Environmental groups and Appalachian activists are criticizing new Obama administration rules on mountaintop removal as too lax on the coal industry. On Thursday, the White House unveiled new regulations governing mountaintop removal, the controversial coal mining practice that has caused extensive environmental damage in the Appalachian region. The changes include ending fast-track approval for new mining permits, imposing more extensive environmental reviews, and asserting federal authority over state-level regulators. But critics say the rules offer few specifics and will have little effect if any. Joan Mulhern of Earthjustice said: “The administration is proposing… to essentially [rearrange] the bureaucratic deck chairs on the disastrous ship that is mountaintop removal. They announced… no substantive policies to actually stop the destruction [it’s] caused.’

Interior Report Criticizes Bush Sale of Utah Land

A new Department of Interior report has faulted the Bush administration for its rush to sell off oil and gas exploitation rights on vast swaths of federal land in Utah last year. The report says the Bush administration did not follow longstanding procedures in trying to sell off 22 parcels of land. The sale was later cancelled by Obama administration Interior Secretary Ken Salazar. The report’s findings could bolster the defense of a college student who disrupted the auction by posing as a bidder. The student, Tim DeChristopher, is currently facing ten years in prison on charges of interfering with a public auction.

Iraq War Vet Commits Suicide

In California, a 24-year old Iraq war veteran has committed suicide. Former Army Specialist Trevor Hogue was found dead in his childhood home last week. He had hung himself to death. His mother says he was left seriously emotionally scarred after witnessing a bombing attack on other members of his unit.

Owner of Medical Marijuana Dispensary Sentenced to 1-Year Term

An owner of a California dispensary for medical marijuana has been sentenced to one year in prison. The owner, Charles Lynch, was given the jail term despite the Obama administration’s vow not to prosecute medical dispensers who comply with state law. But federal judge George Wu said the new federal policy would not affect his ruling.

Survey: 2.8M Homes Unprepared for Switch to Digital TV

And analog television signals will shut off tonight as the U.S. completes the transition to digital TV. The survey group Nielson says around 2.8 million homes remain unprepared for the switch. Most of the unprepared households fall in the low-income, elderly and rural demographics.

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Headlines: Obama Criticized for Reviving Military Commissions; Obama Administration OKs New Mountaintop Removal Permits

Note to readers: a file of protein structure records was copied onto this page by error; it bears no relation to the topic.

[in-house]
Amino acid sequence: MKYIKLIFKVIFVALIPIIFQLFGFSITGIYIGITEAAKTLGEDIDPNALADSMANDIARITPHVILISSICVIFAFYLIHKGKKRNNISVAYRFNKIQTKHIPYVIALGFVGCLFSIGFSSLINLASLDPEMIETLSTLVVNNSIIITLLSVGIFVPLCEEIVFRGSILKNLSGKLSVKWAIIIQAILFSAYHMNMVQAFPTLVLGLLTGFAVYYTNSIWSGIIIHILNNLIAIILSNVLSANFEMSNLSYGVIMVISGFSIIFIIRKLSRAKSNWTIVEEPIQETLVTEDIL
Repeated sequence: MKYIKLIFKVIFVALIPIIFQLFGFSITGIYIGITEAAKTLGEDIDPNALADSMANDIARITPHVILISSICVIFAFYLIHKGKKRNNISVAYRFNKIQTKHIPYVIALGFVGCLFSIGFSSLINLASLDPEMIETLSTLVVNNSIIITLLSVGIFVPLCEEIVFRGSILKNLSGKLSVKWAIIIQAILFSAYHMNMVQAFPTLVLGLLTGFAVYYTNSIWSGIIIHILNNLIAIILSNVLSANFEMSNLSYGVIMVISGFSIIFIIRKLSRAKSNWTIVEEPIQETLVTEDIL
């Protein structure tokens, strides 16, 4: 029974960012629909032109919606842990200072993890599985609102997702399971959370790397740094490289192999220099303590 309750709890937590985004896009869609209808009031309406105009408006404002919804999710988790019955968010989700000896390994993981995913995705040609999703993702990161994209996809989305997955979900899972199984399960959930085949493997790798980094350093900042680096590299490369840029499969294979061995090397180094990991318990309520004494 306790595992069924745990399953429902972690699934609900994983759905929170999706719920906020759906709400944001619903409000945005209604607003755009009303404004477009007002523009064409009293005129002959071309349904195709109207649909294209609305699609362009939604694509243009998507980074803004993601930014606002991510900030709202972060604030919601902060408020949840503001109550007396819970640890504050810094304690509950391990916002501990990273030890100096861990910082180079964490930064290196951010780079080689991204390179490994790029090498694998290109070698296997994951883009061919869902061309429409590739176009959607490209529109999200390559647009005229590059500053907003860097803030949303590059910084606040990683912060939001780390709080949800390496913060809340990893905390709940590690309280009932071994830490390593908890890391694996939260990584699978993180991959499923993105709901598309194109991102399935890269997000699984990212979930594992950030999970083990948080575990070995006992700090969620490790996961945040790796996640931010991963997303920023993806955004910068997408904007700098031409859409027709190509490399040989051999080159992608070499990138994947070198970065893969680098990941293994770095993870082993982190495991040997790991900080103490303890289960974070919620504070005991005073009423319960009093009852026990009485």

Democracy Now Headlines: Obama Criticized for Reviving Military Commissions; Obama Administration OKs New Mountaintop Removal Permits

Headlines from DemocracyNow.org, a daily TV/radio news program, hosted by Amy Goodman and Juan Gonzalez, airing on over 650 stations, pioneering the largest community media collaboration in the US.

Tamil Tiger Leader Killed; Sri Lanka Claims Victory

Sri Lanka’s quarter-century long civil war is in its final throes, with the militant Tamil separatist group, the Tamil Tigers almost completely defeated. The leader of the Tamil Tigers, Velupillai Prabhakaran, was reportedly killed earlier today while trying to flee in an ambulance. Several other senior Tamil Tigers have also been found dead. On Sunday the Sri Lankan military claimed victory after the Tamil Tigers said it was “prepared to silence its guns” and admitted that the fighting had reached a “bitter end.” An estimated 8,000 civilians have been killed in Sri Lanka since January when the military intensified it attack on the separatist group. We’ll have more on Sri Lanka after headlines.

Rumsfeld Covered Briefing Papers in Biblical Texts

GQ Magazine has revealed former Defense Secretary Donald Rumsfeld repeatedly placed Biblical quotes on President Bush’s top-secret briefings during the early days of the invasion of Iraq. One briefing paper showed an image of a U.S. soldier in Baghdad below the Biblical quote: “Commit to the Lord whatever you do, and your plans will succeed.” Another briefing paper included a photograph of a U.S. tank next to the quote “Therefore put on the full armor of God, so that when the day of evil comes, you may be able to stand your ground, and after you have done everything, to stand.” A third briefing paper showed U.S. tanks entering an Iraqi city alongside the quote “Open the gates that the righteous nation may enter, the nation that keeps faith.” Some Pentagon officials were concerned that, if Rumsfeld’s top secret briefings were ever leaked, they could be interpreted as a suggestion that the war was a battle against Islam. One Pentagon official warned the fallout “would be as bad as Abu Ghraib.”

Obama Criticized For Reviving Military Commissions

Human rights organizations are criticizing President Obama’s decision to revive the military tribunal system for Guantanamo Bay prisoners despite the administration’s pledge to grant prisoners expanded legal rights.